Secret of Mana Review

When Secret of Mana first hit the Super Nintendo Entertainment System in 1993, players wondered about the nature of the “secret” that was hinted at by the game’s title. 18 years and one iPhone release later, we still have no clue what this secret actually is, so we’ll just assume Mana steals cable, and move on with the review.

Secret of Mana is still regarded as one of the most delightful action-RPG titles to hit the SNES, but the ’90s were a long time ago. How does Square-Enix’s candy-colored fairy tale hold up in the modern age, and on a smaller screen? Pretty darn well, though the game is not without its scuffs and imperfections. Some of those blemishes are left over from the game’s original release, and a few are brand-new, courtesy of the jump to the iPhone.

Beat up enemies and take their lunch money.

The story behind Secret of Mana is succinct. Deep in the past, a powerful civilization used the planet’s energy, Mana, for its own frivolous needs. The civilization’s abuse of Mana climaxed with the construction of a flying fortress/casino called the Mana Fortress. Angry, the gods send their beasts to destroy the fortress, which, in turn, almost destroyed the world.

A hero with a sword brought balance back to the planet, but the civilization was lost. Cue modern times. A boy finds the very sword that once saved the world, and he must use it again to stop a corrupt Empire that wants to revive the Mana Fortress.

Playing through Secret of Mana involves traveling from screen to screen and giving gooey, adorable enemies what-for with your sword. As the game progresses, you pick up other weapons, spells, and a couple of friends. Secret of Mana is a relaxing game to play– almost hypnotic, thanks to a gorgeous soundtrack that has aged beautifully. If you thought it was a charming, memorable title in 1993, you’ll still enjoy it. If you’re new to the world of Mana and you enjoy action-RPGs in the vein of the Zelda games, you’re obligated to give the game a whirl.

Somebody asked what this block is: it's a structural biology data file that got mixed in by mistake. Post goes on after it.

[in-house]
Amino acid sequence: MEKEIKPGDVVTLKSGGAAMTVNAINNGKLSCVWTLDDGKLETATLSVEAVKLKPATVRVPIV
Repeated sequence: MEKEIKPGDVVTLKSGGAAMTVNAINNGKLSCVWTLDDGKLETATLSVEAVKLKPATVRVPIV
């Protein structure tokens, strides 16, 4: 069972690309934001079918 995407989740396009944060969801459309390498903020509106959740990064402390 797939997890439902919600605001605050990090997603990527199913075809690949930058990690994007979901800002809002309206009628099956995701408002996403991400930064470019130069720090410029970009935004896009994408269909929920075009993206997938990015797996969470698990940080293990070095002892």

Combine mallet and radish?

However, veterans might be put off by the removal of the original game’s most appealing feature, the ability for two other friends to join in and control the Girl and Sprite characters. Secret of Mana on the iPhone is strictly a one-person affair. Square-Enix has tweaked the AI to make the computer-controlled characters less stupid, and, unlike the original game, you can still charge ahead even if your pals get stuck behind a rock. But the lack of support from warm-blooded friends makes the iPhone version of Secret of Mana a pretty lonely journey.

There are other features in place to sway longtime fans, though. The graphics have been updated for the iPhone, including new character artwork, portraits, and enemy sprites. The sandpaper-rough translation from the original game has also been done away with, and replaced with something considerably more sensible. Shortcuts make the game’s ring-menu system far easier to navigate. And the onscreen controls aren’t perfect, but they’re more responsive than what typically passes for virtual controls in iPhone games.

Ultimately, if you enjoy adventure games, you’ll have a blast with Secret of Mana. If you loved the game on the SNES, you owe it to your heart and soul to play the iPhone incarnation. If you’re just a fan of good, solid games, you’ll still appreciate the color and character offered up by this old-school fantasy world.

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